March 27th 2002
By Mike Flaminio
9:07AM up 14:45, 2 users, load averages: 0.21, 0.11, 0.00
I updated iTunes and my iPod over the weekend. I beginning to think something might be wrong with one of my FireWire ports. I haven't really tested things, but I've often had problems with FireWire drives under OS X, which were solved by switching ports. At first I thought it was a bad cable, but now I suspect a port.
In the upgrade I had two reboots. One after the iPod update failed, presumably because of a suspect FireWire port, and a second when installing iTunes. The iPod update failed in the middle. I canceled the update and unplugged the iPod to start over. OS X didn't like that and gave me a kernel panic. The second reboot was from the iTunes software after the install. A pet peeve of mine is superfluous reboots by OS X installers. Hopefully OS X actually needed to be rebooted, and the installer didn't just do it as a mater of course.
Also this week I updated my Adaptec SCSI 2906 card in another G4 system. The latest drivers came out last month, but I'm just now getting around to checking it out. Now Toast 5.1.2 r2 recognized my external LaCie CD-R drive for burning -- the only problem is Toast won't recognize an inserted CD-R disk. I didn't see anything in the line of firmware from LaCie. Anyone have any thoughts?
My latest adventure is OS X-ing is Sendmail. My Internet situation makes sending email increasing difficult. This week, we look towards OS X to solve my problems.
For those geek-disadvantaged, an SMTP server is how you send email over the Internet. Basically, your email program sends your email to this server, which then transmits the data to the recipient's mail host. Sort of like the postal service, except, well faster. One of the most popular SMTP servers is sendmail, which is an open source application available for unix-based operating systems.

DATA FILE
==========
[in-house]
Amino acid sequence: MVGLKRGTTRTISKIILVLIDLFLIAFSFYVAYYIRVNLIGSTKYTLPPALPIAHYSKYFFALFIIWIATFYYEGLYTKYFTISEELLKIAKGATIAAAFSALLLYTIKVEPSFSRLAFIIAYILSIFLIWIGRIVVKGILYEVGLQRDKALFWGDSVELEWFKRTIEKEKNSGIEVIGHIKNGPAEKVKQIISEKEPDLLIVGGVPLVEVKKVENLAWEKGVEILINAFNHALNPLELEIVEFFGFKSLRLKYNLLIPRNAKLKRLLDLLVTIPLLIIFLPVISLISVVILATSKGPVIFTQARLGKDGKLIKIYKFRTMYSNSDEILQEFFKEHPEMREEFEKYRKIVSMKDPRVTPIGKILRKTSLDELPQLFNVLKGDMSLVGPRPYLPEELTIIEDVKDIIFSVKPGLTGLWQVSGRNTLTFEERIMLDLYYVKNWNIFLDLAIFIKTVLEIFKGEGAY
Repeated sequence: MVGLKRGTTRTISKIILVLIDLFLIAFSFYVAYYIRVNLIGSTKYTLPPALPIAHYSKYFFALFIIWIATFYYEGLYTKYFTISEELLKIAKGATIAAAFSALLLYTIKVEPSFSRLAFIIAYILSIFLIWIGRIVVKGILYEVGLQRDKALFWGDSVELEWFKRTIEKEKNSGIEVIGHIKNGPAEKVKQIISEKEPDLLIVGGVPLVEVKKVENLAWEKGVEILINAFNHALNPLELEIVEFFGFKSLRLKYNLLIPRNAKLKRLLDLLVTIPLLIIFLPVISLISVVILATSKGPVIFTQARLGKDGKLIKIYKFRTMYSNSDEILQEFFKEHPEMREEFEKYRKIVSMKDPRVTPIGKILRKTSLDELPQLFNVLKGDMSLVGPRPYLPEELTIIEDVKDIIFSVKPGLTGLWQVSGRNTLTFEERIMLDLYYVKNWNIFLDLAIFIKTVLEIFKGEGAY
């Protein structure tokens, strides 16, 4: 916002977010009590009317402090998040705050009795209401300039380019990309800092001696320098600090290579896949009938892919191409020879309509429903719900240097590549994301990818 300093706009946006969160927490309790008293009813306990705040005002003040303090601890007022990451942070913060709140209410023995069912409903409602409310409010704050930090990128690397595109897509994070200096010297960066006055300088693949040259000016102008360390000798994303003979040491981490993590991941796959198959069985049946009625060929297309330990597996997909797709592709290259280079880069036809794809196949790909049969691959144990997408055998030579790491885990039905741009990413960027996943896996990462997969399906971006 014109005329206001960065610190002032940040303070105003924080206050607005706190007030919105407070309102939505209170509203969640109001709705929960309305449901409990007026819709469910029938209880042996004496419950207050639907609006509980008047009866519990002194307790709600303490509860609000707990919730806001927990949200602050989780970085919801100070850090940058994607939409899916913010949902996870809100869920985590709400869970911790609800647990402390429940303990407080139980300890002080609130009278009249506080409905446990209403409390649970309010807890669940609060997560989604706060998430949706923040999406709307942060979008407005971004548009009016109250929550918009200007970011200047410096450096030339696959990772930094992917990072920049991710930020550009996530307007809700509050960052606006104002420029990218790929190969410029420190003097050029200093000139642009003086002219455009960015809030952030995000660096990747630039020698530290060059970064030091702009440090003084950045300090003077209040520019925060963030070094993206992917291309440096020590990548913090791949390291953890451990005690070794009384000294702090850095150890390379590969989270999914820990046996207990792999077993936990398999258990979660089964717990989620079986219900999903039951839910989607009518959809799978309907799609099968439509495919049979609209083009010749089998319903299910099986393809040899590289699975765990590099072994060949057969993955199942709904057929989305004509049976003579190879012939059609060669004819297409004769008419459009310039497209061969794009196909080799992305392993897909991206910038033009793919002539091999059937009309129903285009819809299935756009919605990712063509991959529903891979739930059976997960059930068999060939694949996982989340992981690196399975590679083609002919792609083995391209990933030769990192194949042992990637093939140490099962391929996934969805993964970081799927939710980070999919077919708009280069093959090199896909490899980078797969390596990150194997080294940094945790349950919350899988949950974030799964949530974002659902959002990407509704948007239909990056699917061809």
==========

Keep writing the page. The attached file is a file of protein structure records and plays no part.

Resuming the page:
There have been a lot of issues lately with SMTP servers, mainly due to SPAMMERS. In the good old days, ISPs ran SMTP servers for their customers with little problems. Now every entrepreneur in a cheap suit thinks somehow they can make money off of unsolicited email ads. There's nothing really stopping them from trying because email is free. What these low-lifes do is seek out people who run unrestricted SMTP servers and use their servers to broadcast their filth around the world. As a result, people started cracking down on SMTP servers.
My situation is that I've got a couple main email addresses. For IGM, it's email@example.com and is hosted by my web hosting company. A while back they decided to stop offering SMTP services because they host a lot of domains, and they decided it was too much work to correctly secure SMTP on all these domain. So then I said, now what? Their solution was to use my ISP's SMTP server. The problem is, my ISP's SMTP server will only accept email from their own email domain, not others such as those from insanely-great.com. My next step was to use my old college's SMTP server, with which I still have an active account. They were cool with that since a lot of people use their services off campus. I had my solution for a few years and I was happy.